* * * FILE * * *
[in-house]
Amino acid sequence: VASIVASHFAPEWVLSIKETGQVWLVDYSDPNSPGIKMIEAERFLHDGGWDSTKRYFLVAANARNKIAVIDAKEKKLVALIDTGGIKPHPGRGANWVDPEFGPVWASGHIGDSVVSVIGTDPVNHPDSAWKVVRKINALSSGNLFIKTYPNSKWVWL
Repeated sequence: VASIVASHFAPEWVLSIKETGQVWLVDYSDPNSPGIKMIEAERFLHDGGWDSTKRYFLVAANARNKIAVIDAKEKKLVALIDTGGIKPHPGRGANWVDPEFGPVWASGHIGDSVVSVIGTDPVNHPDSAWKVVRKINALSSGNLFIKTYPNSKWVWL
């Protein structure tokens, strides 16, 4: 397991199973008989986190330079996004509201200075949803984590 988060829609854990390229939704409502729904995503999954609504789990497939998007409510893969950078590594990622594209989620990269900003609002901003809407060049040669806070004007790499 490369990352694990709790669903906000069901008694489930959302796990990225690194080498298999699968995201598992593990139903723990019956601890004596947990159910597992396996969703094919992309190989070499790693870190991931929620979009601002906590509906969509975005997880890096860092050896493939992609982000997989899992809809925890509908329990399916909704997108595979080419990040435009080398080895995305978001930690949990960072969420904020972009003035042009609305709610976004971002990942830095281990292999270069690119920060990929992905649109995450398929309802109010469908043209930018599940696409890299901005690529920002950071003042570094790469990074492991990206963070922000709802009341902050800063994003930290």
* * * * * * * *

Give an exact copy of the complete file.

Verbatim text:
[in-house]
Amino acid sequence: VASIVASHFAPEWVLSIKETGQVWLVDYSDPNSPGIKMIEAERFLHDGGWDSTKRYFLVAANARNKIAVIDAKEKKLVALIDTGGIKPHPGRGANWVDPEFGPVWASGHIGDSVVSVIGTDPVNHPDSAWKVVRKINALSSGNLFIKTYPNSKWVWL
Repeated sequence: VASIVASHFAPEWVLSIKETGQVWLVDYSDPNSPGIKMIEAERFLHDGGWDSTKRYFLVAANARNKIAVIDAKEKKLVALIDTGGIKPHPGRGANWVDPEFGPVWASGHIGDSVVSVIGTDPVNHPDSAWKVVRKINALSSGNLFIKTYPNSKWVWL
């Protein structure tokens, strides 16, 4: 397991199973008989986190330079996004509201200075949803984590 988060829609854990390229939704409502729904995503999954609504789990497939998007409510893969950078590594990622594209989620990269900003609002901003809407060049040669806070004007790499 490369990352694990709790669903906000069901008694489930959302796990990225690194080498298999699968995201598992593990139903723990019956601890004596947990159910597992396996969703094919992309190989070499790693870190991931929620979009601002906590509906969509975005997880890096860092050896493939992609982000997989899992809809925890509908329990399916909704997108595979080419990040435009080398080895995305978001930690949990960072969420904020972009003035042009609305709610976004971002990942830095281990292999270069690119920060990929992905649109995450398929309802109010469908043209930018599940696409890299901005690529920002950071003042570094790469990074492991990206963070922000709802009341902050800063994003930290």